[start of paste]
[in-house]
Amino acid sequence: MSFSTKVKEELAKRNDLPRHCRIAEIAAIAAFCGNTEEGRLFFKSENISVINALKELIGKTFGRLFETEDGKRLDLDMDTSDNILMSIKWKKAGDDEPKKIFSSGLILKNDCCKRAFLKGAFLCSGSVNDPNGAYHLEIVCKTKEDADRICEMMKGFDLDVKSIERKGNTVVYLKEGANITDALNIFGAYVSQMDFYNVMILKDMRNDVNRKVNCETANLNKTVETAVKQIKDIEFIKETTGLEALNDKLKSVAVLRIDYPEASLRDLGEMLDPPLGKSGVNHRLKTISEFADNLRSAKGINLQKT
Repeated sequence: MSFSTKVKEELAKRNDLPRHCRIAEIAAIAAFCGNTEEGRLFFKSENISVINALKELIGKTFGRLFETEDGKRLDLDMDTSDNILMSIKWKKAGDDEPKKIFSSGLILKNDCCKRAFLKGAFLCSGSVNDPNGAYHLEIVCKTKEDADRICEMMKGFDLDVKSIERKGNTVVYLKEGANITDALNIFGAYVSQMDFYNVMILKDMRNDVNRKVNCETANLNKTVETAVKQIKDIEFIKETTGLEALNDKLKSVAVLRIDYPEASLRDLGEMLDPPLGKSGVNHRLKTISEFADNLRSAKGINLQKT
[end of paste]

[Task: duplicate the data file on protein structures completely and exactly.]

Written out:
[in-house]
Amino acid sequence: MSFSTKVKEELAKRNDLPRHCRIAEIAAIAAFCGNTEEGRLFFKSENISVINALKELIGKTFGRLFETEDGKRLDLDMDTSDNILMSIKWKKAGDDEPKKIFSSGLILKNDCCKRAFLKGAFLCSGSVNDPNGAYHLEIVCKTKEDADRICEMMKGFDLDVKSIERKGNTVVYLKEGANITDALNIFGAYVSQMDFYNVMILKDMRNDVNRKVNCETANLNKTVETAVKQIKDIEFIKETTGLEALNDKLKSVAVLRIDYPEASLRDLGEMLDPPLGKSGVNHRLKTISEFADNLRSAKGINLQKT
Repeated sequence: MSFSTKVKEELAKRNDLPRHCRIAEIAAIAAFCGNTEEGRLFFKSENISVINALKELIGKTFGRLFETEDGKRLDLDMDTSDNILMSIKWKKAGDDEPKKIFSSGLILKNDCCKRAFLKGAFLCSGSVNDPNGAYHLEIVCKTKEDADRICEMMKGFDLDVKSIERKGNTVVYLKEGANITDALNIFGAYVSQMDFYNVMILKDMRNDVNRKVNCETANLNKTVETAVKQIKDIEFIKETTGLEALNDKLKSVAVLRIDYPEASLRDLGEMLDPPLGKSGVNHRLKTISEFADNLRSAKGINLQKT